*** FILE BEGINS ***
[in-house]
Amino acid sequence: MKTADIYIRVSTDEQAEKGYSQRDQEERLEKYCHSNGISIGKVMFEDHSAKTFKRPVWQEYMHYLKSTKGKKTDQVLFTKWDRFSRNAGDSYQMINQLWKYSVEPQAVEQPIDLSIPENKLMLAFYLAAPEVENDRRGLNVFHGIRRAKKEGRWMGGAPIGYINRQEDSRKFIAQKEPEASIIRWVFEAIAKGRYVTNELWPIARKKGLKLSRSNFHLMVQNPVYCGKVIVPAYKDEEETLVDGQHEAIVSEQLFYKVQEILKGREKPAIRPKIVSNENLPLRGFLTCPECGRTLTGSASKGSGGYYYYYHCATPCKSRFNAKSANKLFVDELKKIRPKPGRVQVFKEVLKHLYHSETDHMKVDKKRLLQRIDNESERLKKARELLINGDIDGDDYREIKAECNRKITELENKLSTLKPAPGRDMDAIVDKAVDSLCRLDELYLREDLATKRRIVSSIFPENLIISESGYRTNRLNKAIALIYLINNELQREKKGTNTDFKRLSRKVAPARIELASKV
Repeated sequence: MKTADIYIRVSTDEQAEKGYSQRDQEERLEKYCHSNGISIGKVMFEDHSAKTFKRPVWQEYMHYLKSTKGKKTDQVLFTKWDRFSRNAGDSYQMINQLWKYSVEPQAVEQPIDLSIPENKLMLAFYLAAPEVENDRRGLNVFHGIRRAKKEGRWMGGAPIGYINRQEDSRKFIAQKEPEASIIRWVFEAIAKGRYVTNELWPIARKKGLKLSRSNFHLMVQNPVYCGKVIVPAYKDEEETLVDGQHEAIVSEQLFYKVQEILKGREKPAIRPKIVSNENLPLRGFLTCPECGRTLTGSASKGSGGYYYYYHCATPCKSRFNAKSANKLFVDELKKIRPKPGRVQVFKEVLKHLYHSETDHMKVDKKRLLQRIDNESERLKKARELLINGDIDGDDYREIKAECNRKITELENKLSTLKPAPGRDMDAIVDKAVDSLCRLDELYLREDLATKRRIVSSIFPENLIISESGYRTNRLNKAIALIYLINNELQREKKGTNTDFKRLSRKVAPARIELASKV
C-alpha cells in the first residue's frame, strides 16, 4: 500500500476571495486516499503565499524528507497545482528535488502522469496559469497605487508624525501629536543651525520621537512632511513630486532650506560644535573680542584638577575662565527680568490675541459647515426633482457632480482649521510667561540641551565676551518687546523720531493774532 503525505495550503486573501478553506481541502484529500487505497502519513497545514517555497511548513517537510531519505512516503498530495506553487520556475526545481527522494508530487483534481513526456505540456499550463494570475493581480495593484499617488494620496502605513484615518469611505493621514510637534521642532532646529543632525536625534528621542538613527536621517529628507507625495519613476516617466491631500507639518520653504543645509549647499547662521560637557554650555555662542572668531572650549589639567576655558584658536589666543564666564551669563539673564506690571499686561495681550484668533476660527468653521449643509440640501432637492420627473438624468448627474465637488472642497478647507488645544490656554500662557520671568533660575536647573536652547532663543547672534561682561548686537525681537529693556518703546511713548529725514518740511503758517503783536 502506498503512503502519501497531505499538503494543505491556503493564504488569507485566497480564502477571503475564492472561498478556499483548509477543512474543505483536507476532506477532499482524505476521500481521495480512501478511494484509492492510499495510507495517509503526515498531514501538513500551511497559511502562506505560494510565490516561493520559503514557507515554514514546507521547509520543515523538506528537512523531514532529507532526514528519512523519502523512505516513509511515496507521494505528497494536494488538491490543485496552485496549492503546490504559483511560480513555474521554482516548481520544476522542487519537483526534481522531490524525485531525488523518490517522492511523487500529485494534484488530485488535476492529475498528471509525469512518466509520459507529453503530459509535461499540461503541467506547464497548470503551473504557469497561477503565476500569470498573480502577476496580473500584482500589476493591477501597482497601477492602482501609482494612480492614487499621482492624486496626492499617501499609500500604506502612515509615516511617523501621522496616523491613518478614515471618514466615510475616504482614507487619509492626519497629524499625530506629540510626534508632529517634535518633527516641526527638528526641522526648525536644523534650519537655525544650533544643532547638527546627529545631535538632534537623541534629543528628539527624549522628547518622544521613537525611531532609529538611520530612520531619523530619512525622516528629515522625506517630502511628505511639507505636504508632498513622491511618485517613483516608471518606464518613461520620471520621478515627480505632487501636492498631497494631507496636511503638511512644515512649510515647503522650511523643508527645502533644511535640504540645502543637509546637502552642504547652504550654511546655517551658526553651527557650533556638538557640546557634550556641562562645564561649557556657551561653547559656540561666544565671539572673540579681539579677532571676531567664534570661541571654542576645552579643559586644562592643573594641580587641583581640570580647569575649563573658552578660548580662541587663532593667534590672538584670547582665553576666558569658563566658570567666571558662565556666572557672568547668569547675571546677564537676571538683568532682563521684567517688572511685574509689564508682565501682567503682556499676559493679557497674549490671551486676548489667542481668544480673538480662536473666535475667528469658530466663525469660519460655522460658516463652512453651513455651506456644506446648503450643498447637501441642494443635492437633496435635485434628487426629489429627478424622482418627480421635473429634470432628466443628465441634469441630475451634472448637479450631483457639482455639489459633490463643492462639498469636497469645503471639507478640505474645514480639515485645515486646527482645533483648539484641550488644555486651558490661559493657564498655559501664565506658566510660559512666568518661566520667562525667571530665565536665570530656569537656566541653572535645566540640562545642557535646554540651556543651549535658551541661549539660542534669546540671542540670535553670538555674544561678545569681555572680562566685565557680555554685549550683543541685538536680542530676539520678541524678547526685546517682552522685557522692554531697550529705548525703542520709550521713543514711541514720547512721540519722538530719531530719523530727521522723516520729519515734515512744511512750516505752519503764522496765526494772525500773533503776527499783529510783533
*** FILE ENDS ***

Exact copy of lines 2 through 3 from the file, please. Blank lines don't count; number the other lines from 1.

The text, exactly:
Amino acid sequence: MKTADIYIRVSTDEQAEKGYSQRDQEERLEKYCHSNGISIGKVMFEDHSAKTFKRPVWQEYMHYLKSTKGKKTDQVLFTKWDRFSRNAGDSYQMINQLWKYSVEPQAVEQPIDLSIPENKLMLAFYLAAPEVENDRRGLNVFHGIRRAKKEGRWMGGAPIGYINRQEDSRKFIAQKEPEASIIRWVFEAIAKGRYVTNELWPIARKKGLKLSRSNFHLMVQNPVYCGKVIVPAYKDEEETLVDGQHEAIVSEQLFYKVQEILKGREKPAIRPKIVSNENLPLRGFLTCPECGRTLTGSASKGSGGYYYYYHCATPCKSRFNAKSANKLFVDELKKIRPKPGRVQVFKEVLKHLYHSETDHMKVDKKRLLQRIDNESERLKKARELLINGDIDGDDYREIKAECNRKITELENKLSTLKPAPGRDMDAIVDKAVDSLCRLDELYLREDLATKRRIVSSIFPENLIISESGYRTNRLNKAIALIYLINNELQREKKGTNTDFKRLSRKVAPARIELASKV
Repeated sequence: MKTADIYIRVSTDEQAEKGYSQRDQEERLEKYCHSNGISIGKVMFEDHSAKTFKRPVWQEYMHYLKSTKGKKTDQVLFTKWDRFSRNAGDSYQMINQLWKYSVEPQAVEQPIDLSIPENKLMLAFYLAAPEVENDRRGLNVFHGIRRAKKEGRWMGGAPIGYINRQEDSRKFIAQKEPEASIIRWVFEAIAKGRYVTNELWPIARKKGLKLSRSNFHLMVQNPVYCGKVIVPAYKDEEETLVDGQHEAIVSEQLFYKVQEILKGREKPAIRPKIVSNENLPLRGFLTCPECGRTLTGSASKGSGGYYYYYHCATPCKSRFNAKSANKLFVDELKKIRPKPGRVQVFKEVLKHLYHSETDHMKVDKKRLLQRIDNESERLKKARELLINGDIDGDDYREIKAECNRKITELENKLSTLKPAPGRDMDAIVDKAVDSLCRLDELYLREDLATKRRIVSSIFPENLIISESGYRTNRLNKAIALIYLINNELQREKKGTNTDFKRLSRKVAPARIELASKV